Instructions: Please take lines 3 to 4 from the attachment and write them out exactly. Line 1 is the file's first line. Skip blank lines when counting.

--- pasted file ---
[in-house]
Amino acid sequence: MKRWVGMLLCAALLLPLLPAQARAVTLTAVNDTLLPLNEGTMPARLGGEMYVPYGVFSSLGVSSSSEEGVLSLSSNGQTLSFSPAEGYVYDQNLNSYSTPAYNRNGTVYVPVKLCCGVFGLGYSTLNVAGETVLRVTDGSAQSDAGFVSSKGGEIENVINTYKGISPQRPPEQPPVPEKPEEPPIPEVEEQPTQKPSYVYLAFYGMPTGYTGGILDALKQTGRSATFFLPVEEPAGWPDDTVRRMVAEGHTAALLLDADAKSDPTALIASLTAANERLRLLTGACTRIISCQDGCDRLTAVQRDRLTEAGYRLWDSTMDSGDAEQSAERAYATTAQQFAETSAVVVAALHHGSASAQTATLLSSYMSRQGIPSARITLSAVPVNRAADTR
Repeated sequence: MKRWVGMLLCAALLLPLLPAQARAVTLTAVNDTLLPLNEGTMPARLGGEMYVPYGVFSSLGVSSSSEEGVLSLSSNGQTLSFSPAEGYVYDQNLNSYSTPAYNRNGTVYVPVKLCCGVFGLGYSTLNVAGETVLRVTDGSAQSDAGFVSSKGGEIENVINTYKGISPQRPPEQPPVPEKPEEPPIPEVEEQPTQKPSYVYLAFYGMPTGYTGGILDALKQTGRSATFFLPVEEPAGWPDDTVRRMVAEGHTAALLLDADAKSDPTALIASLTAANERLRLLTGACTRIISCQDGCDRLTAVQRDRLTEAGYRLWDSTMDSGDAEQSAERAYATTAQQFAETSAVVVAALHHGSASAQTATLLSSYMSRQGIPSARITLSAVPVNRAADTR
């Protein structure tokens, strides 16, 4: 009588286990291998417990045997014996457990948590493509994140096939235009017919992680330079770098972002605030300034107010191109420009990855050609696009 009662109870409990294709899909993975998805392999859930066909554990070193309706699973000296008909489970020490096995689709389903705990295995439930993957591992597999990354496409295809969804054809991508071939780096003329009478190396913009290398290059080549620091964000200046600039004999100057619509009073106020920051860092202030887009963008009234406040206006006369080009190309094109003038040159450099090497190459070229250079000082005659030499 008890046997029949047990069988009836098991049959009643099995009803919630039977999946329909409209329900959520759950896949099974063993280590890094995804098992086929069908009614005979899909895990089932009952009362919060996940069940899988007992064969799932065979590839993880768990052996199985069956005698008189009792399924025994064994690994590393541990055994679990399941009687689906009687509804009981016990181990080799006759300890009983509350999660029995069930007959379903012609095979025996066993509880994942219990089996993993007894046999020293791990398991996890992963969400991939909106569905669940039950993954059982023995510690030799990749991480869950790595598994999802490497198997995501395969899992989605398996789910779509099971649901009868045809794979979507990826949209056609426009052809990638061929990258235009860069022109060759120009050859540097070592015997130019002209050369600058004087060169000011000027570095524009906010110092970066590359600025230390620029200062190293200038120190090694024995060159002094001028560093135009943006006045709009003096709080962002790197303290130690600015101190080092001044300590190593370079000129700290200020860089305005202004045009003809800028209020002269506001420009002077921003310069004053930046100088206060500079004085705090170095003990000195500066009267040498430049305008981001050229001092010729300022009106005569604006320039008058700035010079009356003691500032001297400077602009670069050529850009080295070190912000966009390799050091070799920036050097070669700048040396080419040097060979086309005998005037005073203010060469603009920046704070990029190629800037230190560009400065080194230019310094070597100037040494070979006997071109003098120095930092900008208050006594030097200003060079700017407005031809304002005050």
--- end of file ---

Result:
Repeated sequence: MKRWVGMLLCAALLLPLLPAQARAVTLTAVNDTLLPLNEGTMPARLGGEMYVPYGVFSSLGVSSSSEEGVLSLSSNGQTLSFSPAEGYVYDQNLNSYSTPAYNRNGTVYVPVKLCCGVFGLGYSTLNVAGETVLRVTDGSAQSDAGFVSSKGGEIENVINTYKGISPQRPPEQPPVPEKPEEPPIPEVEEQPTQKPSYVYLAFYGMPTGYTGGILDALKQTGRSATFFLPVEEPAGWPDDTVRRMVAEGHTAALLLDADAKSDPTALIASLTAANERLRLLTGACTRIISCQDGCDRLTAVQRDRLTEAGYRLWDSTMDSGDAEQSAERAYATTAQQFAETSAVVVAALHHGSASAQTATLLSSYMSRQGIPSARITLSAVPVNRAADTR
């Protein structure tokens, strides 16, 4: 009588286990291998417990045997014996457990948590493509994140096939235009017919992680330079770098972002605030300034107010191109420009990855050609696009 009662109870409990294709899909993975998805392999859930066909554990070193309706699973000296008909489970020490096995689709389903705990295995439930993957591992597999990354496409295809969804054809991508071939780096003329009478190396913009290398290059080549620091964000200046600039004999100057619509009073106020920051860092202030887009963008009234406040206006006369080009190309094109003038040159450099090497190459070229250079000082005659030499 008890046997029949047990069988009836098991049959009643099995009803919630039977999946329909409209329900959520759950896949099974063993280590890094995804098992086929069908009614005979899909895990089932009952009362919060996940069940899988007992064969799932065979590839993880768990052996199985069956005698008189009792399924025994064994690994590393541990055994679990399941009687689906009687509804009981016990181990080799006759300890009983509350999660029995069930007959379903012609095979025996066993509880994942219990089996993993007894046999020293791990398991996890992963969400991939909106569905669940039950993954059982023995510690030799990749991480869950790595598994999802490497198997995501395969899992989605398996789910779509099971649901009868045809794979979507990826949209056609426009052809990638061929990258235009860069022109060759120009050859540097070592015997130019002209050369600058004087060169000011000027570095524009906010110092970066590359600025230390620029200062190293200038120190090694024995060159002094001028560093135009943006006045709009003096709080962002790197303290130690600015101190080092001044300590190593370079000129700290200020860089305005202004045009003809800028209020002269506001420009002077921003310069004053930046100088206060500079004085705090170095003990000195500066009267040498430049305008981001050229001092010729300022009106005569604006320039008058700035010079009356003691500032001297400077602009670069050529850009080295070190912000966009390799050091070799920036050097070669700048040396080419040097060979086309005998005037005073203010060469603009920046704070990029190629800037230190560009400065080194230019310094070597100037040494070979006997071109003098120095930092900008208050006594030097200003060079700017407005031809304002005050």